US finished gasoline demand has been on a steady uptrend since bottoming back in early April, around the very same time the initial virus outbreak peaked.
Gasoline demand will give investors an indication of how much economic activity is being done. Whether it be driving to work, driving to the store or driving for a trip somewhere, in many cases, driving is an input cost to some kind of economic activity.
This chart below of finished gasoline supplied per week is that of a 4-week average:
Looking back, we can see that when the US economy transitioned to a “work from home, go to school from home” economy as much as it could, gasoline demand dropped hard and fast.
Also, the fear index was high from the virus due to ignorance about its full effects and danger, giving many of us reason to stay home as much as we possibly could.
As cases and deaths dropped day in and day out, confidence returned to get back out and start doing things that contribute to economic activity again.
Here is a look at the weekly data, from a year-over-year perspective from March until the first week of July:
Demand for gasoline bottomed the very first week of April at nearly half of what was consumed the prior year.
From that week on, the recovery began, in what appears to have been in stages. For example, from the week of May 22nd until the week of June 12th, 4 weeks in a row, gasoline demand was stuck at about 20% below the year-before levels.
Then, as more and more of the economy opened up and confidence returned with more and more data about the death rates and the percent with only mild to no symptoms coming out, we’ve been at only about 10% below year-ago levels.
This is certainly shaping up to be closer to a V- or least check mark-shaped recovery in gasoline demand in the US.
Again, gasoline demand is a tell on economic activity. Driving to work, the store, having something ordered and delivered to your home like food or building materials, gasoline acts as an input cost to getting something done.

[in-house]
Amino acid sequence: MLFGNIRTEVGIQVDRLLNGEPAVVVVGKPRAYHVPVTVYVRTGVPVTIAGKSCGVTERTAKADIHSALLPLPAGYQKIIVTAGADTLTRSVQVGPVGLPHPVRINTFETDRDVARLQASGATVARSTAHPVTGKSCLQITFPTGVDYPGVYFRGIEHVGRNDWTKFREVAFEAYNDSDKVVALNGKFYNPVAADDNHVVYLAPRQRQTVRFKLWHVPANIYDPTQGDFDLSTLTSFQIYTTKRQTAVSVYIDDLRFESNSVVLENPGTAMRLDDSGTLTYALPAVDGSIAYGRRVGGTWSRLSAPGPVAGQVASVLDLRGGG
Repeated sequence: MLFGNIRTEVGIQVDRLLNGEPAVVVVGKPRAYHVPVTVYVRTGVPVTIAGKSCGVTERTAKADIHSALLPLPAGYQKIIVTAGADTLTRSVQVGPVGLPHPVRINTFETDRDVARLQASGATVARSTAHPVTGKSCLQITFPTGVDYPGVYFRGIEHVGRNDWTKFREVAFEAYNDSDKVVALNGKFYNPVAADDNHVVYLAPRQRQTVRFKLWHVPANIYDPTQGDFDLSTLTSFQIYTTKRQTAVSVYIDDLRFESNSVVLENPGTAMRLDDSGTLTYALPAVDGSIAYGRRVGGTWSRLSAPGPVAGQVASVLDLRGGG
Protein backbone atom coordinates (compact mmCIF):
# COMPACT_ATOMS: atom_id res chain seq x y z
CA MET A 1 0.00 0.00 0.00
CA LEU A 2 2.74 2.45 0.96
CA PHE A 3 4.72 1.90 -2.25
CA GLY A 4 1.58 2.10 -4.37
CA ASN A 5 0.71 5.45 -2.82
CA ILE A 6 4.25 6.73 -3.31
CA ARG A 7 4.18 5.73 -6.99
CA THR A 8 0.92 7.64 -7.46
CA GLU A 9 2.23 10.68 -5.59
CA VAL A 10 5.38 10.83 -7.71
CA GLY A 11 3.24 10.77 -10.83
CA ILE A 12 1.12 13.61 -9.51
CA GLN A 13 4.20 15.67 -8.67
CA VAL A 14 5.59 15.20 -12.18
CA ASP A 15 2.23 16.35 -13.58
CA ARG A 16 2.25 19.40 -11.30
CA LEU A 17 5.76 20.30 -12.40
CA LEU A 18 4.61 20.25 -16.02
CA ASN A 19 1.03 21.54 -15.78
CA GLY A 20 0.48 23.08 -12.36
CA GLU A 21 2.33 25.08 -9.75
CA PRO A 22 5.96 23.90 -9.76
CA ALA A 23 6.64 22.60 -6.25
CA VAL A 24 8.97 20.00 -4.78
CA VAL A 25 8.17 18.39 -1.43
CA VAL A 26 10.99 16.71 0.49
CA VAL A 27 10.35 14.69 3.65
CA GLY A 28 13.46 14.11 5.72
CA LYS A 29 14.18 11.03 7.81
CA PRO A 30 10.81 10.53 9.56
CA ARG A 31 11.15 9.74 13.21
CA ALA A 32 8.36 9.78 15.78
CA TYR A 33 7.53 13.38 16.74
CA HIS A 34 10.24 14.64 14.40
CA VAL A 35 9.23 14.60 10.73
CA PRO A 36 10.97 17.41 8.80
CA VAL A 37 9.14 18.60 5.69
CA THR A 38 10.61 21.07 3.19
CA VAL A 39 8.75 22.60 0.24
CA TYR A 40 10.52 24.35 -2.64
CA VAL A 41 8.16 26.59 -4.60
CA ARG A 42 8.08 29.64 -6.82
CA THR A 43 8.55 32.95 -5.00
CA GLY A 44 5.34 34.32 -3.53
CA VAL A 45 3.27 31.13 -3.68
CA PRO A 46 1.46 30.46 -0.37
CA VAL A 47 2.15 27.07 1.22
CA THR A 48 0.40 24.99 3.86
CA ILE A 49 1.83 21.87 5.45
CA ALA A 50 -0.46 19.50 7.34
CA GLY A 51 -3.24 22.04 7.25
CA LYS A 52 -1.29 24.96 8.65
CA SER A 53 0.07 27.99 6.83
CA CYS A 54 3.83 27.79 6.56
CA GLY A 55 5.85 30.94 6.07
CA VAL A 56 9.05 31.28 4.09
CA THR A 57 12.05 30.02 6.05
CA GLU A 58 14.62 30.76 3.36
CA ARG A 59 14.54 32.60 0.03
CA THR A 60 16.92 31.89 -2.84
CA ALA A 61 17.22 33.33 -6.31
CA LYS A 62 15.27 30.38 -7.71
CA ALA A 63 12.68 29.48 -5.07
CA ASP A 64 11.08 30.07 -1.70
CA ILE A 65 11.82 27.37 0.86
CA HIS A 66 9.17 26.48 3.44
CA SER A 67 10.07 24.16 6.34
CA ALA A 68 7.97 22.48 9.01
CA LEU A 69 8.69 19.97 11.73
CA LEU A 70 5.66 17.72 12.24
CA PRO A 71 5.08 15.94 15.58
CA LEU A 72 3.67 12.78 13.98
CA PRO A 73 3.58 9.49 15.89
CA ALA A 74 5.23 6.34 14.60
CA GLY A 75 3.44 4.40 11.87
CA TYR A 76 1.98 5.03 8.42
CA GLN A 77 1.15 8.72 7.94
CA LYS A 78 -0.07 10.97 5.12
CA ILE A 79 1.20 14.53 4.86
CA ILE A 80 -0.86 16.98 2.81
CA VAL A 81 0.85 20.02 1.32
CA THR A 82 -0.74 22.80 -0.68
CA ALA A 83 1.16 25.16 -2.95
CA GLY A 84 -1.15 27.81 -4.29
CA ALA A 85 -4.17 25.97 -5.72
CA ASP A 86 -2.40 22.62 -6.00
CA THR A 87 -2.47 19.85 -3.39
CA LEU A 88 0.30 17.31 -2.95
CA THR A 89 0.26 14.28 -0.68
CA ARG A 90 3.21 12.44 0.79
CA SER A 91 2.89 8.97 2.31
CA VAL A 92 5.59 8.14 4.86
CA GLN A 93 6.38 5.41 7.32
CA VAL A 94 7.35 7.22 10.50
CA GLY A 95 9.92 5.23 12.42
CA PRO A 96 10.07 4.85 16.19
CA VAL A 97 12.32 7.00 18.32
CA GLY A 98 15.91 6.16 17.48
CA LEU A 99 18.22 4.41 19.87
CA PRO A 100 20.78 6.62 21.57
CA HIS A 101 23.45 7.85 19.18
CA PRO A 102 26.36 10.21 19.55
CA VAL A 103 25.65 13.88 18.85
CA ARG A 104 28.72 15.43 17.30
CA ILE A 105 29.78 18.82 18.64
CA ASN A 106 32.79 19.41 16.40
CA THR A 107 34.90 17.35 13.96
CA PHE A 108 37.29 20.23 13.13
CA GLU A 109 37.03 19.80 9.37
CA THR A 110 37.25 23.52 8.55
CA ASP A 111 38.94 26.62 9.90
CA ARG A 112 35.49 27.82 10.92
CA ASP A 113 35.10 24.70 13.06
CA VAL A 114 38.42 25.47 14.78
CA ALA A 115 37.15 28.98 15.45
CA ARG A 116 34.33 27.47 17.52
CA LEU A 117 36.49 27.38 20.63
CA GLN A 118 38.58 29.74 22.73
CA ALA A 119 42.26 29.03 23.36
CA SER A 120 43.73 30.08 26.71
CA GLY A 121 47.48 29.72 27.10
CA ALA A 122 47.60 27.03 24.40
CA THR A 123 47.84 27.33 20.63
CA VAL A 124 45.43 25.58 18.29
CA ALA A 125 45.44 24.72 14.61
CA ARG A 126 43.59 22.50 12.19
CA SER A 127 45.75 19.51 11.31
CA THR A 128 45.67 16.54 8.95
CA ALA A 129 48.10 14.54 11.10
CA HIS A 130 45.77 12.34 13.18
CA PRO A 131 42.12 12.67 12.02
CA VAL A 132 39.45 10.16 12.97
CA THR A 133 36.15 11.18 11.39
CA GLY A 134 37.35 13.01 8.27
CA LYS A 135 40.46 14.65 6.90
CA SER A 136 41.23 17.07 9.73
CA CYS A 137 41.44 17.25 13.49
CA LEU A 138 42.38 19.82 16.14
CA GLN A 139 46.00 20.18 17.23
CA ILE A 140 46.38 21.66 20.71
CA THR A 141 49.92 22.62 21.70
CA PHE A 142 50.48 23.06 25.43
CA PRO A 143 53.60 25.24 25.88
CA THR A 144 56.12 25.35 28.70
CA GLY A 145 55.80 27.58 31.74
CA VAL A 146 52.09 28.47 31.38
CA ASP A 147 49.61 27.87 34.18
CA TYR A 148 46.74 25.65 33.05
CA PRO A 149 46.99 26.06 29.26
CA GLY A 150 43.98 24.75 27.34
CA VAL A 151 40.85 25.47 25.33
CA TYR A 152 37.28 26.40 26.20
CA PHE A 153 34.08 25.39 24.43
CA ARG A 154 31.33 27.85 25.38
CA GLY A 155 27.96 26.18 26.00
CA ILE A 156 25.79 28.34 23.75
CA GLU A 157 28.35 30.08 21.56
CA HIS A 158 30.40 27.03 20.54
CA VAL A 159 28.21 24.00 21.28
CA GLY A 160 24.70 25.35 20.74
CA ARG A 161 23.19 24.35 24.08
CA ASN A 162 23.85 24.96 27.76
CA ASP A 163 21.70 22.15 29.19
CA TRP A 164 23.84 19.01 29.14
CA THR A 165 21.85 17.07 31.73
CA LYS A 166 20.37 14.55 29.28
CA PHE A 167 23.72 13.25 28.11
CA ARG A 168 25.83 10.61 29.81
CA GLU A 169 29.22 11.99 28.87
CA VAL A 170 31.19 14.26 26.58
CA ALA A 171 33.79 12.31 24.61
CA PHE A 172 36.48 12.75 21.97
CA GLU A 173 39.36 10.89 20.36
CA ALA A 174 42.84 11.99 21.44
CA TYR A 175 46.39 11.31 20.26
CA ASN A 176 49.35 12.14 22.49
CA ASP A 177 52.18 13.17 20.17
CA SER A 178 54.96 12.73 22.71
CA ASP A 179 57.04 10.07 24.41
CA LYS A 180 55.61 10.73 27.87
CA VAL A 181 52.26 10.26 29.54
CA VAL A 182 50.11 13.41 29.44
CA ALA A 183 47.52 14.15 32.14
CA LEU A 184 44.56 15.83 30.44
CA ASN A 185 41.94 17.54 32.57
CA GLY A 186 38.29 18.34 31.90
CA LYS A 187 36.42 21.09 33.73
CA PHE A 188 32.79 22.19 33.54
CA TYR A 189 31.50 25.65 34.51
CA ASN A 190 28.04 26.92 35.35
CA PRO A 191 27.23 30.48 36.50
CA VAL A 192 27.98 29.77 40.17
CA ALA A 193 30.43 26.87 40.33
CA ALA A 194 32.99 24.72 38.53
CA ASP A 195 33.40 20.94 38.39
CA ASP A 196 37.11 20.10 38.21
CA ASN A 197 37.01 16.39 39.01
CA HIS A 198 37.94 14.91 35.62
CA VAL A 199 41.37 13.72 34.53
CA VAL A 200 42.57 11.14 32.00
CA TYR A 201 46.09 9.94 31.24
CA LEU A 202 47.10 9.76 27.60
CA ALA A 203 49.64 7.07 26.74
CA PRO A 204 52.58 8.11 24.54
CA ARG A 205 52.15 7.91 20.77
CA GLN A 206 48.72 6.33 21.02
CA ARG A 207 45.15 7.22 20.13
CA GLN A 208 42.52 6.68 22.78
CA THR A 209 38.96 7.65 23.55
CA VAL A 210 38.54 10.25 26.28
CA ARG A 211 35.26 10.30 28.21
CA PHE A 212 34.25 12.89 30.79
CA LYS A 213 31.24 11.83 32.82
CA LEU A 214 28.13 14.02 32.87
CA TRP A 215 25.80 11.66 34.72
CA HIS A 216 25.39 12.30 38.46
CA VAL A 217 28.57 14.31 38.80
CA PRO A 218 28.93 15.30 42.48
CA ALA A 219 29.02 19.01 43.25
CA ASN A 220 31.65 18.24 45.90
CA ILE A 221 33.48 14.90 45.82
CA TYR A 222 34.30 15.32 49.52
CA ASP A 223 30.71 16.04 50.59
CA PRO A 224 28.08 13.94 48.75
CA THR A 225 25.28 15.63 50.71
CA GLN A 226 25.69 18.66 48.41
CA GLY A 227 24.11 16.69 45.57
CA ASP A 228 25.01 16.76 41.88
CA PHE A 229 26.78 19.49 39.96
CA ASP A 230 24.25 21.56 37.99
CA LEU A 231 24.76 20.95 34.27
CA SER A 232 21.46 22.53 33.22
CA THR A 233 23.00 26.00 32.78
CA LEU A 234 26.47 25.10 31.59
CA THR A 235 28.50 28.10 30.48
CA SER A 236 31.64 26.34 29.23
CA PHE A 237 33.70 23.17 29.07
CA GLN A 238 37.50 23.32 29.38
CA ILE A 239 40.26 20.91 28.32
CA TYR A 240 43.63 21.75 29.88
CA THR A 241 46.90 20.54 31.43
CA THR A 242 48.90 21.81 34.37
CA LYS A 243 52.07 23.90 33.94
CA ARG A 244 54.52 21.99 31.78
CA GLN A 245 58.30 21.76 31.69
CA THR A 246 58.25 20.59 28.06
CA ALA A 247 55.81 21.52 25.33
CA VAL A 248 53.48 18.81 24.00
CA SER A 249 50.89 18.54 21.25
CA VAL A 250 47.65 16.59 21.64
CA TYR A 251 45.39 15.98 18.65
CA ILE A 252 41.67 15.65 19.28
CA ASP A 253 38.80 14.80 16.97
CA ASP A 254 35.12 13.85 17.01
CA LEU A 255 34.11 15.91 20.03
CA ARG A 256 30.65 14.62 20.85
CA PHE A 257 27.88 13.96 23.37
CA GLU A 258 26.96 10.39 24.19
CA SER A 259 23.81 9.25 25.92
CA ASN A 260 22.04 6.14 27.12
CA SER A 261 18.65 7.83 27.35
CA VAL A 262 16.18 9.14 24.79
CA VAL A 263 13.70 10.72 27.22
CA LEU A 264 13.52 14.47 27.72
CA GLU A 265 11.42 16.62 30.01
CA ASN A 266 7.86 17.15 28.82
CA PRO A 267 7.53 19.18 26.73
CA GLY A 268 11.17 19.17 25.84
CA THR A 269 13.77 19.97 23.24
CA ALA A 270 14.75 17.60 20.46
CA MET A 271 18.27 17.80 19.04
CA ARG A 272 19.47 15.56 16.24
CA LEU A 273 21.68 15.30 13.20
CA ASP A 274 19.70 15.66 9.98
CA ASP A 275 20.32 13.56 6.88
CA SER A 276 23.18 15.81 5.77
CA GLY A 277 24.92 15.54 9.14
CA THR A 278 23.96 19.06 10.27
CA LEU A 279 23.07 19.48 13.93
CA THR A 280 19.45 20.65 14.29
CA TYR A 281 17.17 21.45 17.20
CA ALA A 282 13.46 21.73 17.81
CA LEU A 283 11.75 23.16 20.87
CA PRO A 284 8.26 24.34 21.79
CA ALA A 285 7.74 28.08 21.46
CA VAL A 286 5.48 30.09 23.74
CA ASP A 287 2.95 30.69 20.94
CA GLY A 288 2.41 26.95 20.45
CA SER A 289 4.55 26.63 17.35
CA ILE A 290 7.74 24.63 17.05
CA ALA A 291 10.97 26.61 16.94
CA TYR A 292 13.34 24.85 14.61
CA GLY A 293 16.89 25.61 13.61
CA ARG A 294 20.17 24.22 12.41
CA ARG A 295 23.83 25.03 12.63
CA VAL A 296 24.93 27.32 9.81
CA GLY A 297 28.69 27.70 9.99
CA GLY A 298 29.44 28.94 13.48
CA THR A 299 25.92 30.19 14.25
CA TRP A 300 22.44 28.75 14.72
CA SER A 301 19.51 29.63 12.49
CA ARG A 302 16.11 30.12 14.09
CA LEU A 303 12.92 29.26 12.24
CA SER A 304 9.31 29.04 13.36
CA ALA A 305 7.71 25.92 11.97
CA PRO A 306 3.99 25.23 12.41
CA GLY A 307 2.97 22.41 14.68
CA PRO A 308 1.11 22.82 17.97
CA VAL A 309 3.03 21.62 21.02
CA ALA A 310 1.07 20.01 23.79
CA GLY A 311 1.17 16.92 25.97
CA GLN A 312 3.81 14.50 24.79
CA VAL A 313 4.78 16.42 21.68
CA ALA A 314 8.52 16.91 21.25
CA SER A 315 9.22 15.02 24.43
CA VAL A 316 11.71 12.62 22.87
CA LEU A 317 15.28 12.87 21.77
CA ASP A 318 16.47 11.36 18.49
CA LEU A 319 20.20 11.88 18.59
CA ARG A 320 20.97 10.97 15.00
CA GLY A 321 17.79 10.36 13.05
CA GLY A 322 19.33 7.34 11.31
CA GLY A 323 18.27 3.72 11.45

Of course, there is non-market activity with gasoline demand as well, which would include driving to friend or family’s house, the park, a protest or what have you.
Similarly, the percent dropoff in overall non-farm payrolls also bottomed in April and has been coming back strong. Jobs were estimated to be down 8.59% in June relative to the year before.
No doubt, there has been a strong initial rebound in economic activity. Very likely, the stimulus programs and expanded unemployment benefits have greatly contributed to this strong rebound. The American people’s drive to want to work and live has also made this recovery possible.
Reservations On Why The Rebound In Gasoline Demand Is Over
Gasoline demand is running at about 10% below year-ago levels. This makes a lot of sense to me. My church is still not having in-person services, many are still working from home, and there is still a large degree of caution in public interaction, which includes doing economic activities that involve public spaces like hotels, restaurants and bars.
I live near Cornell University, which has just announced Fall sports will be cancelled. The school is going to be having an abbreviated semester altogether, and that will mean much less economic activity up here in the Fall.
The boost in unemployment checks from the CARES Act runs out in just 3 weeks.
Given all we now know about how the economy is going to look in the Fall, between the continued uncertainty and already cancelled activities, the outlook for gasoline demand looks increasingly like no more than 90% of what was consumed a year ago.
I would not be surprised if we go back to 80% levels in September given the state of cancellations ongoing in the economy and the likelihood of new lockdowns being enforced.
Lower gas demand should equal lower economic activity.
The rebound in the S&P 500 index so far has peaked in the early part of the second week of June. That’s about the time when the % difference in gasoline demand was the smallest, when it was down just 9.06% in the week ending June 19th.
Similar to gasoline demand, the stock rally is running out of steam. In the event that gasoline demand begins to fall more on a year-over-year basis, that will, in turn, contribute to failed hopes of a full recovery, which could jeopardize hopes of a continued stock market rally.
Gasoline demand is a good metric for real-time economic activity. The data comes out on Wednesday each week and can be found on the U.S. Energy Information Agency website.
Disclosure: I/we have no positions in any stocks mentioned, and no plans to initiate any positions within the next 72 hours. I wrote this article myself, and it expresses my own opinions. I am not receiving compensation for it (other than from Seeking Alpha). I have no business relationship with any company whose stock is mentioned in this article.
Source: Seeking Alpha